I have to say that ordinarily I would never post a photo like the one above. I look terrible, my belly’s poking out, and for the first time in my life I didn’t put on a big smile for the camera. But I don’t care. None of that matters. It doesn’t matter how I looked, it matters that I did it!

(My friend Kirsty was in line after me and told me later, “Kate, I’m so glad you went before me — you made me laugh so hard I forgot to be nervous!”)

Altogether, 87 out of our 200 passengers did the plunge. Most of the rest watched from Deck Five and got thoroughly ribbed for not participating themselves.

Cruising Through Lemaire Channel

Lemaire Channel is notoriously difficult to pass — our crew told us that we were the first ship all season that had been able to pass through. (However, take this with a grain of salt. One of my readers told me her ship also passed through Lemaire Channel this year; perhaps they meant they were the only ship on Quark’s fleet to pass through.)

“You’ll want to come outside and see this,” our expedition leader Woody announced over the intercom. It had only been a few days, but I already knew that when Woody tells you to something is worth seeing, you better get out on deck as quickly as possible.

Unlike other sightings, though, this lasted a long time. We slinked through the passage, Captain Oleg expertly navigating us around the ice. Our ship was surrounded by exquisite mountains, intimidating glaciers, even things I never dreamed possible — like a waterfall of gently falling snow.

The channel finally ended with some bright blue sky peeking out. At this point on the trip, it had been the first blue sky we had seen.

Without a doubt, Lemaire Channel was the most scenic part of the trip, though Antarctica is one of those places that seems to keep outdoing itself again and again.

Wilhelmina Bay was immense in size and strewn with icebergs. But after we got into our kayaks, we realized what made this part of Antarctica special, at least on the day of our visit: an abundance of humpback whales.

Zodiacs cruises are like safaris. If there’s a good wildlife sighting around, the driver radios the other boats and tells them to come see it. Throughout Antarctica you would see the zodiacs all converge upon the same point to watch a breeching whale, or a group of seals, or some cartoon-like Adelie penguins.

But in Wilhelmina Bay, it seemed like every zodiac had its own pod of whales to watch. They were everywhere! And even though we kayakers didn’t have the ability to speed up to them like the zodiacs, we had plenty of them get close to us.

Then one got a little TOO close.

All of a sudden, a humpback whale rose in front of our kayaks. This wasn’t the “logging” where they gently rise and fall while sleeping — this whale knew exactly what he was doing. Slowly emerging, rising from the water, higher and higher.

We gasped. It was so close. Was it going to flop on us?!

It happened so quickly, I didn’t get a chance to take a photo. (That sentence is the Antarctica experience in a nutshell!) Thankfully there were zodiacs on the other side, getting shots of what we later dubbed, “The moment the drysuits became not so dry.”

“I’m always surprised at what we see, but I’m not often impressed,” our kayaking guide Michael told us. “The only thing better than THAT would have been, like, if an orca jumped out of the water right over the kayaks.”

“Yeah, and if Michael Jackson started singing!” I added.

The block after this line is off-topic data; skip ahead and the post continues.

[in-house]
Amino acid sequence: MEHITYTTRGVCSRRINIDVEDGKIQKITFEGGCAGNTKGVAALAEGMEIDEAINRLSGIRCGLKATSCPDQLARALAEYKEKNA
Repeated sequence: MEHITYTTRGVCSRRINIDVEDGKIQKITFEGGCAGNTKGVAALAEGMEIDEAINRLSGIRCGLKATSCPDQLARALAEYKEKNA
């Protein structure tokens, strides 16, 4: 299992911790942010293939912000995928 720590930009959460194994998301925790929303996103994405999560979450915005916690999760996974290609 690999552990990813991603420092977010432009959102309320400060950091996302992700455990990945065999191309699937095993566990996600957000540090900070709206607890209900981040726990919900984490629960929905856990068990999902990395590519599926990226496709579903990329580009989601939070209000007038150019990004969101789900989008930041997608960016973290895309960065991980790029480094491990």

(Only the thirty-somethings laughed. Free Willy forever!)

Carl Gets Crazy

I didn’t have any bad moments in Antarctica, but the only excursion that was a bit lackluster was our morning at Graham Passage. It was raining, waves were rising, and this was one of few times that kayaking was cancelled due to inclement weather.

While zipping around on zodiacs was fun, and there were a few whales here and there, it was cold and wet and we didn’t see much wildlife. But don’t worry — we had Carl for entertainment.

In most parts of the world I’ve explored, you’ll often find an older American man, often from the South, a vagabond with long gray hair, with or without baldness on top; a man who has backpacked most continents over the course of several decades, the kind of man who has had an audience with the Dalai Lama, followed the Grateful Dead on tour, and cheated death multiple times.

Carl was that guy on our trip — the guy who had been to Everest Base Camp multiple times, the only guy on board who was leaving via bus, not plane, to explore Patagonia next. He kindly took a few photos of me with the penguins on Cuverville Island. And on the day in Graham Passage he was in my zodiac.

Suddenly our driver got a notice on her radio. There was a whale sighting nearby — a big humpback. She immediately gunned the engine. Literally everyone on board cowered at the sudden speed, shielding ourselves from the rain as the bow of the zodiac rose in the air, speeding to the other side of the passage. We clenched the ropes, trying to keep ourselves from toppling out of the boat.

“HA HA HA HA HA!” I looked up and I saw Carl grinning, a wild look in his eyes. Everyone was holding on for dear life, protecting their cameras, and turning their faces away from the rain.

But not Carl. Carl had gone full mad scientist, laughing hysterically in the wind, and the fact that the rain had brought everyone else to our knees somehow made that even better.

A Primal Scream in Paradise Harbour

Being on expedition means your itinerary can change anytime — you never know when a region will have too much ice for the ship to pass through safely, or if there won’t be enough space on shore to do a landing. One of those days was when our excursion to Neko Harbour got axed due to ice. We would visit nearby Paradise Harbour instead.